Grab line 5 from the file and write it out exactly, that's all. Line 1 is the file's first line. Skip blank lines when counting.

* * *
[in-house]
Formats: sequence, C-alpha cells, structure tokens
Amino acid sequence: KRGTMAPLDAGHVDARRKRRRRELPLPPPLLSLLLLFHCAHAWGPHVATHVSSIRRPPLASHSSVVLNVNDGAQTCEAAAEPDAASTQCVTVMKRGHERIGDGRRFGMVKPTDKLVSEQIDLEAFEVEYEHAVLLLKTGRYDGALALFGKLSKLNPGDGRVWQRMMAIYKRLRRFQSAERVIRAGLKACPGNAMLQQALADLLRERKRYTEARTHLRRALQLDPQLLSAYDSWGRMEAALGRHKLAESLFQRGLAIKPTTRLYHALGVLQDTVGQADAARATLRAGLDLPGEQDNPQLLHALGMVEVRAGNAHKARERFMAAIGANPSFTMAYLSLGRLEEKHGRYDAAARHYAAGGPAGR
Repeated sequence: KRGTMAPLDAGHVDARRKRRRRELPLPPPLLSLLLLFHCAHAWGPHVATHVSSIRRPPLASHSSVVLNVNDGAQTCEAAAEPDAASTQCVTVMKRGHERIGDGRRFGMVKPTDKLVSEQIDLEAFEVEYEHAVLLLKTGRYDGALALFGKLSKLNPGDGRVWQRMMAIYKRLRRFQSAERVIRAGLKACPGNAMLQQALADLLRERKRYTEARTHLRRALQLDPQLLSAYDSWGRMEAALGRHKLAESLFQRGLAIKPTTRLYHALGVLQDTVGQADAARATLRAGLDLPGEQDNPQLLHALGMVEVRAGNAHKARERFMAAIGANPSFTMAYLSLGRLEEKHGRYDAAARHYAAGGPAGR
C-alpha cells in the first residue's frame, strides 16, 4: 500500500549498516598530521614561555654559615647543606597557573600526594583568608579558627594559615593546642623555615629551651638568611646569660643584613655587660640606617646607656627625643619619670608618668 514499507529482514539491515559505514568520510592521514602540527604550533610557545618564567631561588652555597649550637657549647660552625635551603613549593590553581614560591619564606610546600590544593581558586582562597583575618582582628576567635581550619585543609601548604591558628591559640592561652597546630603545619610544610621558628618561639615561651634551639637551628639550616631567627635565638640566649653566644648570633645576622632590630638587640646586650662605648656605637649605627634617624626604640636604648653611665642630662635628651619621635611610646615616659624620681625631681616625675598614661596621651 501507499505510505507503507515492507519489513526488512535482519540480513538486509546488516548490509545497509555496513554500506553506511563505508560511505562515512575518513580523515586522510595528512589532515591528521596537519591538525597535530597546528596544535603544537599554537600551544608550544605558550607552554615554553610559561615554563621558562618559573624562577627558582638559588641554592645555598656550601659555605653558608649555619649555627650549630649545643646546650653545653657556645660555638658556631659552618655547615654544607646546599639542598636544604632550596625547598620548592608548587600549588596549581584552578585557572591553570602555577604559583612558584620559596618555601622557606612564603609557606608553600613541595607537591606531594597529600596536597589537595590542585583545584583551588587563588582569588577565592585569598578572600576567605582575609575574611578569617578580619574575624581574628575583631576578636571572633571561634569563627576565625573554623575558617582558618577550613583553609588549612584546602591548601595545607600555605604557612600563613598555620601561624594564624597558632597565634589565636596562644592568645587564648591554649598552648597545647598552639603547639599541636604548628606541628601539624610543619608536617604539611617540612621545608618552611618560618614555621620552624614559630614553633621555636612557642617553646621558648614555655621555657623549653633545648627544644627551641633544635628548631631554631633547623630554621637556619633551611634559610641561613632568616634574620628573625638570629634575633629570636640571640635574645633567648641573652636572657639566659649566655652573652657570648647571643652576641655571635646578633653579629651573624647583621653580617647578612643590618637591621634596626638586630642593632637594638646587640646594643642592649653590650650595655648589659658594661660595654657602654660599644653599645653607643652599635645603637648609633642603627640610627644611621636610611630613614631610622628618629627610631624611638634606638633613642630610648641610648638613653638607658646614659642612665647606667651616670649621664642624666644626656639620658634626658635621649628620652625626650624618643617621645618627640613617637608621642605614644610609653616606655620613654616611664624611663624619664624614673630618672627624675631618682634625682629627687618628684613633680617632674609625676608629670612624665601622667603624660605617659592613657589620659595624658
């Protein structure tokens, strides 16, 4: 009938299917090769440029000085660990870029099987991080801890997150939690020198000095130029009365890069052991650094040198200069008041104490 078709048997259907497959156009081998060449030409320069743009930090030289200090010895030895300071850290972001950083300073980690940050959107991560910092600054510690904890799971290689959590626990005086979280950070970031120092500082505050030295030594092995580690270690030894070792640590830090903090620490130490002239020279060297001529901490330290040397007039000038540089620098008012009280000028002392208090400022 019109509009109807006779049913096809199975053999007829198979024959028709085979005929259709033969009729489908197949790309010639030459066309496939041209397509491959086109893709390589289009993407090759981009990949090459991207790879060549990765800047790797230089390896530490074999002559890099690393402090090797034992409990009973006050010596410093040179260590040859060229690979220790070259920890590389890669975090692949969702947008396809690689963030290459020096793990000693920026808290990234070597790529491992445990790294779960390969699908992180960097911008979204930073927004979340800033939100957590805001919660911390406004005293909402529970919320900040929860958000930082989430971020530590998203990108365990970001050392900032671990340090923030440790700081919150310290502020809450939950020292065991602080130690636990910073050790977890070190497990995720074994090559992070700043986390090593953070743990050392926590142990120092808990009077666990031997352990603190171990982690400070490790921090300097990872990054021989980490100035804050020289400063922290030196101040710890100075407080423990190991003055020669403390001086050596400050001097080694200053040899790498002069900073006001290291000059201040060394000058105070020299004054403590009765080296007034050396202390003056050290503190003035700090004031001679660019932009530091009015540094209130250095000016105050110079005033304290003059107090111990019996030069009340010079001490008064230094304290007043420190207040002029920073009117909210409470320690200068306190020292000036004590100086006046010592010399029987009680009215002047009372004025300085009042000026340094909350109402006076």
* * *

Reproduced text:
C-alpha cells in the first residue's frame, strides 16, 4: 500500500549498516598530521614561555654559615647543606597557573600526594583568608579558627594559615593546642623555615629551651638568611646569660643584613655587660640606617646607656627625643619619670608618668 514499507529482514539491515559505514568520510592521514602540527604550533610557545618564567631561588652555597649550637657549647660552625635551603613549593590553581614560591619564606610546600590544593581558586582562597583575618582582628576567635581550619585543609601548604591558628591559640592561652597546630603545619610544610621558628618561639615561651634551639637551628639550616631567627635565638640566649653566644648570633645576622632590630638587640646586650662605648656605637649605627634617624626604640636604648653611665642630662635628651619621635611610646615616659624620681625631681616625675598614661596621651 501507499505510505507503507515492507519489513526488512535482519540480513538486509546488516548490509545497509555496513554500506553506511563505508560511505562515512575518513580523515586522510595528512589532515591528521596537519591538525597535530597546528596544535603544537599554537600551544608550544605558550607552554615554553610559561615554563621558562618559573624562577627558582638559588641554592645555598656550601659555605653558608649555619649555627650549630649545643646546650653545653657556645660555638658556631659552618655547615654544607646546599639542598636544604632550596625547598620548592608548587600549588596549581584552578585557572591553570602555577604559583612558584620559596618555601622557606612564603609557606608553600613541595607537591606531594597529600596536597589537595590542585583545584583551588587563588582569588577565592585569598578572600576567605582575609575574611578569617578580619574575624581574628575583631576578636571572633571561634569563627576565625573554623575558617582558618577550613583553609588549612584546602591548601595545607600555605604557612600563613598555620601561624594564624597558632597565634589565636596562644592568645587564648591554649598552648597545647598552639603547639599541636604548628606541628601539624610543619608536617604539611617540612621545608618552611618560618614555621620552624614559630614553633621555636612557642617553646621558648614555655621555657623549653633545648627544644627551641633544635628548631631554631633547623630554621637556619633551611634559610641561613632568616634574620628573625638570629634575633629570636640571640635574645633567648641573652636572657639566659649566655652573652657570648647571643652576641655571635646578633653579629651573624647583621653580617647578612643590618637591621634596626638586630642593632637594638646587640646594643642592649653590650650595655648589659658594661660595654657602654660599644653599645653607643652599635645603637648609633642603627640610627644611621636610611630613614631610622628618629627610631624611638634606638633613642630610648641610648638613653638607658646614659642612665647606667651616670649621664642624666644626656639620658634626658635621649628620652625626650624618643617621645618627640613617637608621642605614644610609653616606655620613654616611664624611663624619664624614673630618672627624675631618682634625682629627687618628684613633680617632674609625676608629670612624665601622667603624660605617659592613657589620659595624658